Zorba, the central figure of the novel. He is about sixty years old but feels that, ironically, his desires becomes more pronounced as he grows older. When he goes to the city to buy tree-harvesting equipment, he easily becomes sidetracked and spends most of his boss’s money on women and wine. He has a huge appetite for earthly pleasures. He is loud, crude, and larger than life. He believes in the primacy of the senses over moral and intellectual faculties. His pagan theology is rooted in nature and his own senses. He carries his senturi—the Greek counterpart of an American hammer dulcimer—everywhere, but he plays only when he is in the right mood and in the right company. Music is sacred to him. He dances whenever he is so full of emotion that he can no longer contain it. At his own child’s funeral, he was filled with grief and had to express it in dancing. He is a free spirit guided by his senses rather than his intellect. He laughs at his own shortcomings and is honest and open, like a child. Zorba practices his paganism to the last days of his life while wandering in Serbia.
The Narrator, who goes to Crete to experience the world by engaging in a capitalist venture but takes all of his books and bookishness with him. By chance, he and Zorba meet and become friends. The Narrator tells the story and analyzes the incidents. He observes Zorba with fascination. His sterile intellectual sensibility, however, is slowly transformed by his novel experiences. He begins to see the value of sensual pleasures. Zorba guides and encourages him. When the Narrator meets the beautiful, young Widow, he is attracted to her, but Zorba must coax him to pursue the relationship. Zorba’s ecstatic dancing and pagan theology, Madam Hortense’s musings about love, and Crete’s wine and atmosphere transform the Narrator to the point where he wants to partake of the sensual life. The death of the Widow shakes him to his soul and transforms him further. He learns how to dance, drink wine, and worship nature and its promptings. A Zorbatic, pagan theology that celebrates life takes root deep inside him. He eventually leaves the island but is entirely imbued with the spirit of Crete and of Zorba.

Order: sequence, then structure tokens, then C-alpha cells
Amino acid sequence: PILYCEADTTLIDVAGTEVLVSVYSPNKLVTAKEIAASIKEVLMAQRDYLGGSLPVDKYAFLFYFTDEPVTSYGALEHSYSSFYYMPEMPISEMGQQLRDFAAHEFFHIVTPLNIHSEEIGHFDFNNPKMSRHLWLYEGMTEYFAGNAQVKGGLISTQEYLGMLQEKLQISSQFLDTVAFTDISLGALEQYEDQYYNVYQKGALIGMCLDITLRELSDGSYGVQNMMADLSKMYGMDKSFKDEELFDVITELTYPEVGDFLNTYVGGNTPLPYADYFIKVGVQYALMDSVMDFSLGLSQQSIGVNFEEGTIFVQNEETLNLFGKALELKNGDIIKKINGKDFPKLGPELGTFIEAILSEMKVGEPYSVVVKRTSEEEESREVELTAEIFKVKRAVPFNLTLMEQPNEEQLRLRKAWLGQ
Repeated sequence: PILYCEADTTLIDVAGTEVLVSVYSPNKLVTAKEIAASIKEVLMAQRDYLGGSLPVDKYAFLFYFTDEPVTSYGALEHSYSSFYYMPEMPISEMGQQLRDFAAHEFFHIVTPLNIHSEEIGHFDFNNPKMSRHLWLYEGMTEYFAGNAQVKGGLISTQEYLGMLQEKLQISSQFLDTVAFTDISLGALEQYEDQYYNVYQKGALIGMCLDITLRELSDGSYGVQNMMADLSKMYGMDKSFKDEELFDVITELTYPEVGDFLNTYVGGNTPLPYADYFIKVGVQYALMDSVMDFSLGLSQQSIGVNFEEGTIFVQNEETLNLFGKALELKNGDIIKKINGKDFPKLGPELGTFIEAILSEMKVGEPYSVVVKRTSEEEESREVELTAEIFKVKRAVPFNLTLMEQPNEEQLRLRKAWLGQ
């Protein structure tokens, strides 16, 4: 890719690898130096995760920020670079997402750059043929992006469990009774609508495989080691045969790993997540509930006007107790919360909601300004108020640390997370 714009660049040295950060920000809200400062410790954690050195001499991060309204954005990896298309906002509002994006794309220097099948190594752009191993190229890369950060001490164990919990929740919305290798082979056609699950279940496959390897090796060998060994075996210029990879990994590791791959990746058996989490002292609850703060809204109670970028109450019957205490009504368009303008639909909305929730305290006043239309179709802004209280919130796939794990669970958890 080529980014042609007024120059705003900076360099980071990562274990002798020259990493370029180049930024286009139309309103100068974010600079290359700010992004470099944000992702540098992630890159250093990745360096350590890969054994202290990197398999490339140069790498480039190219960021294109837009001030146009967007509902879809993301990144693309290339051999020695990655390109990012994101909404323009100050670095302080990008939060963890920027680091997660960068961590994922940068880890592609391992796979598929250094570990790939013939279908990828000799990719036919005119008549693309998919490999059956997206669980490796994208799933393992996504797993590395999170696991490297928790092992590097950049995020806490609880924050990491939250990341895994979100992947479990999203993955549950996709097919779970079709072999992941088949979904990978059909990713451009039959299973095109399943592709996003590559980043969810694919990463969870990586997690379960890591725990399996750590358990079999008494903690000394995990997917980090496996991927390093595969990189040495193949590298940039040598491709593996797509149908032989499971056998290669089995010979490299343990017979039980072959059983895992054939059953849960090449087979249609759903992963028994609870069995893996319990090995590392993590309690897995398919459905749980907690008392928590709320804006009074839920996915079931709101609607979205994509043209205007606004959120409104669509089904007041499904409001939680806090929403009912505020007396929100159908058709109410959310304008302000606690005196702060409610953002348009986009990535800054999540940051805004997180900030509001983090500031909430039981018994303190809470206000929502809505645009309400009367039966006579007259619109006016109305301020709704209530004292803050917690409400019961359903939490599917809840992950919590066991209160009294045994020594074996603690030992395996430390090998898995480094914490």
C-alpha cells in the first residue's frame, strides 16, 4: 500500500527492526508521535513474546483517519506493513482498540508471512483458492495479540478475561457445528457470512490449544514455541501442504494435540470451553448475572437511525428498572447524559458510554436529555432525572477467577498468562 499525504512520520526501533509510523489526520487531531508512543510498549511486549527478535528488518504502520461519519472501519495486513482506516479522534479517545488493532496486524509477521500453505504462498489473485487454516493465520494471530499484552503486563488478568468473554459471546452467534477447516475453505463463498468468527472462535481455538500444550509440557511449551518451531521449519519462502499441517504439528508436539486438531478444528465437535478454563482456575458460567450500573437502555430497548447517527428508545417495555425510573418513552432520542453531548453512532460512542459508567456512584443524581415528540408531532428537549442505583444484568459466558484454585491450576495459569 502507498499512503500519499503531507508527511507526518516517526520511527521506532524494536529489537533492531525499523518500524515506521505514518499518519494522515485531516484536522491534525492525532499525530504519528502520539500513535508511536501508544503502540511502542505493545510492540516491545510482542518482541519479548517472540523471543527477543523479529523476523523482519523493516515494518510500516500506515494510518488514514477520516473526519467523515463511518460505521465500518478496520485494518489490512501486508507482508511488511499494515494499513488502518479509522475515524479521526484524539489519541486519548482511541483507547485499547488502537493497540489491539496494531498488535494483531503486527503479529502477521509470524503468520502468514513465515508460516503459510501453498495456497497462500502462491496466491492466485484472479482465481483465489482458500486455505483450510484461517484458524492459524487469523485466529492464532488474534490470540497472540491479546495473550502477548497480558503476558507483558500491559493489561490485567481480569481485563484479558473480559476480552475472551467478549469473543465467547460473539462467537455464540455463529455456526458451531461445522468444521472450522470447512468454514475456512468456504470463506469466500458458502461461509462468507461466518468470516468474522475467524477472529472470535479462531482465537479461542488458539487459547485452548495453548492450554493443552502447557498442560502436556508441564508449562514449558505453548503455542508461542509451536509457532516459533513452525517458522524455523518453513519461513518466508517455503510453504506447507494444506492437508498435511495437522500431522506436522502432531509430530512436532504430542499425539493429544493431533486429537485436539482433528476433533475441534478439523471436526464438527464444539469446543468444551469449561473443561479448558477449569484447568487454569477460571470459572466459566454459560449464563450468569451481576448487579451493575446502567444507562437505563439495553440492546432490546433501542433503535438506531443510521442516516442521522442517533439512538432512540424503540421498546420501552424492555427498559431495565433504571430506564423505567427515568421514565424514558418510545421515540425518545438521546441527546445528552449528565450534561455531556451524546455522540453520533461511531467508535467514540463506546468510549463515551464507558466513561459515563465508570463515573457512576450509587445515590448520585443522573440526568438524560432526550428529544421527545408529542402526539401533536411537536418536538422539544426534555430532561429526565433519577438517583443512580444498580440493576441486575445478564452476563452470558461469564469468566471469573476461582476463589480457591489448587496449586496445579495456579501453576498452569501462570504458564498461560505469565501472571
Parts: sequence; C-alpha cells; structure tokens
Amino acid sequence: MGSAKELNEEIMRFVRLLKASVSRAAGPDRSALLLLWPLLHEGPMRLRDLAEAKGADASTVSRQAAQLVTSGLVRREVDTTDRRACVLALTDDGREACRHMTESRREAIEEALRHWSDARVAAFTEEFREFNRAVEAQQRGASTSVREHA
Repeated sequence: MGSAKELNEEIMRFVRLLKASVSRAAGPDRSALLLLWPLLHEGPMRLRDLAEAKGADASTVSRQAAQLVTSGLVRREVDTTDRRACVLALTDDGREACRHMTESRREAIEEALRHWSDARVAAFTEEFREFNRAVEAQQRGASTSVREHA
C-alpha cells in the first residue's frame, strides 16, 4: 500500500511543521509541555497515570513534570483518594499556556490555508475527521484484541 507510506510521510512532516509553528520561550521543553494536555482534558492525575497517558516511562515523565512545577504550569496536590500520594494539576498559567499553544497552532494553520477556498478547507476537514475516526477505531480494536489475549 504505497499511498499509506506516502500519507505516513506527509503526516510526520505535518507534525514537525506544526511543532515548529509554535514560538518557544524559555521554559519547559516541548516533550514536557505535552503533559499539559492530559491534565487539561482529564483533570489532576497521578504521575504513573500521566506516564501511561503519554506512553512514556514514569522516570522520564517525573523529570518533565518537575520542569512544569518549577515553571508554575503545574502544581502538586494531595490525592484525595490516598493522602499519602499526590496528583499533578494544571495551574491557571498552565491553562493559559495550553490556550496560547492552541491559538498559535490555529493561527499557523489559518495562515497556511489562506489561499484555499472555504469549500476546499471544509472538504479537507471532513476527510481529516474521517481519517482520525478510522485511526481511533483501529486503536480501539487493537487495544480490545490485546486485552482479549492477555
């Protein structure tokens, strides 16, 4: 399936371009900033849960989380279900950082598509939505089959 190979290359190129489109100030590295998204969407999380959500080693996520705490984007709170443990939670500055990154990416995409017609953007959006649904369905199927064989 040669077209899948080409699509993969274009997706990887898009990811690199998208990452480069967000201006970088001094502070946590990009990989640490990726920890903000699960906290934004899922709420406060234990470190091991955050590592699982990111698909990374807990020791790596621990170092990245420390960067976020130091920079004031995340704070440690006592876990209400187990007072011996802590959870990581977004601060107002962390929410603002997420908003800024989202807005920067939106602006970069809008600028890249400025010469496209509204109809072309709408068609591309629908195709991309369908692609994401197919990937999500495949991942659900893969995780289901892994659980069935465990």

Madam Hortense, who had a wild and colorful life as a courtesan. She was a mistress to many important men of her time. Now she is an aging, broken woman who has nothing but her memories. Upon meeting Zorba, she comes alive again. She experiences affection and intimacy through Zorba’s vibrant paganism. Her life is brightened by some brief moments of happiness in the company of Zorba, but then, tired of her long and dreary life, she begins to fade away with illness. She dies in Zorba’s arms with a satisfied smile on her face.
The Widow, a melancholy woman who prefers a lonely life to a desperate attempt to bring men into her life to fill the void her husband left behind. She is young and beautiful. Men of the village lust after her and wish they could have her, even for one night. She rejects them all with disdain. The men resort to harassing and ostracizing her. When the narrator and Zorba arrive, things begin to change for her. Zorba gives her protection and support, and the Narrator fills her mind and imagination. After much procrastination, the Narrator finally goes to her, and she welcomes him to her bed. This one-night affair marks her. Jealous women whip up stories and instigate a frenzied mob attack in front of the church. She is stoned and beheaded.
Pavli, a sensitive young man who dares to express his love for the Widow. Other young men tease him and laugh at his melancholy, lovesick disposition. Pavli’s father disapproves of his son’s choice of a love object and tries to dissuade him. One night, Pavli writes a love letter and delivers it to the Widow personally. His father...
(The entire section is 1,014 words.)